This is an effective way for a charity to maintain appropriate control and this type of private investment is becoming more commonplace for charities in all areas, as public funding has been reduced for so many groups. However the funds raised are far from limitless, so charities face difficult decisions in deciding how this money can best be spent. Given that resources are so stretched at this time, is it really appropriate to spend a large amount of money protecting one species when it is hard to appreciate the impact of that species?

Questions such as this have always troubled those involved with ecology and conservation 7, and increasing pressure on conservation and wildlife management to justify what they spend it on means that they encounter questions such as these with increasingly regularity.

Individual Investment for Universal benefit?

The public funds that are available for conservation are decreasing in most areas8, so this inevitably leads to a greater amount of private investment being sought to compensate for this decrease. Charitable donations such as those mentioned above are an important way to maintain management that is to the benefit of conservation, although there is a certain amount pressure to make public tangible results on a regular basis.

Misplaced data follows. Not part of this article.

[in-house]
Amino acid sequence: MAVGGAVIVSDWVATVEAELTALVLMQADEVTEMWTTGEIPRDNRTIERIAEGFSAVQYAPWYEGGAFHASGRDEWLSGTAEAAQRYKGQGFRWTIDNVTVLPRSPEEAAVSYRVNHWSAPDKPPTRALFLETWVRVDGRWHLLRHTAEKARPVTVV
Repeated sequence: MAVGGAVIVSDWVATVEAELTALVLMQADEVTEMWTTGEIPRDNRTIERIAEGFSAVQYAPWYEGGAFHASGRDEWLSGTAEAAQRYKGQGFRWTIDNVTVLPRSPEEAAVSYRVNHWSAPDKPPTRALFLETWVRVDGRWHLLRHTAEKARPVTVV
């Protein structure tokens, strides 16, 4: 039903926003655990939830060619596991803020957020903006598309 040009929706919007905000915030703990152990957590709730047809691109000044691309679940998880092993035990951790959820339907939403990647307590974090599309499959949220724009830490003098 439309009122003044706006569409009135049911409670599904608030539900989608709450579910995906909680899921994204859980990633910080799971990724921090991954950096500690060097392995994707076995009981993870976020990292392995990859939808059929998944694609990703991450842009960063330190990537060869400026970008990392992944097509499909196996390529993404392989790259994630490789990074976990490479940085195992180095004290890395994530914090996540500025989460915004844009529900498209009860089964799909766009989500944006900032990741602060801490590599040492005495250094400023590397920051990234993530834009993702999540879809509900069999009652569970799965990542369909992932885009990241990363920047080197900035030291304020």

Larger scale investments from companies and individuals can lead to conflicts of interest that can be detrimental to the project, and places a financial value on nature that many find distasteful 9. When private investment is involved in any enterprise they may expect a return on that investment, or that their investment will be recognised in some other way such as through positive publicity.

Recent environmental news, also highlighted in the conclusions of the Rio +20 conference, shows that this is a far from ideal time for conservation 10, and that private investment in environmental projects may need to increasein the short term. Although it may create many conflicts of interest, money generated in this way will be needed to meet at least some of the goals of many conservation projects. Any private investors may need to give assurances that they will respect the goals of science and conservation.